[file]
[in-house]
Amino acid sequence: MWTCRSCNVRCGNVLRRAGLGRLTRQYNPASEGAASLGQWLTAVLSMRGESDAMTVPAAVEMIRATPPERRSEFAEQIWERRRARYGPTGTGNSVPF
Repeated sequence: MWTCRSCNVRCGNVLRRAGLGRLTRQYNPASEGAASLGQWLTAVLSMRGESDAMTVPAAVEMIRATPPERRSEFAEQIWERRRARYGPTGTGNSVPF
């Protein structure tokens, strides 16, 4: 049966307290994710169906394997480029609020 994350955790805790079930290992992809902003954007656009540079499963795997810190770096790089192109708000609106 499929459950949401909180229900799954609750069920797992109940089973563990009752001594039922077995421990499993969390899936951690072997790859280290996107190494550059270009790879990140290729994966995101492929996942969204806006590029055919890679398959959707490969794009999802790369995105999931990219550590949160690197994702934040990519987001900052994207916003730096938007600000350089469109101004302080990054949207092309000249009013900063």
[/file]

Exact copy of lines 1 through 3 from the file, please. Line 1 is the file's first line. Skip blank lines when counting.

[in-house]
Amino acid sequence: MWTCRSCNVRCGNVLRRAGLGRLTRQYNPASEGAASLGQWLTAVLSMRGESDAMTVPAAVEMIRATPPERRSEFAEQIWERRRARYGPTGTGNSVPF
Repeated sequence: MWTCRSCNVRCGNVLRRAGLGRLTRQYNPASEGAASLGQWLTAVLSMRGESDAMTVPAAVEMIRATPPERRSEFAEQIWERRRARYGPTGTGNSVPF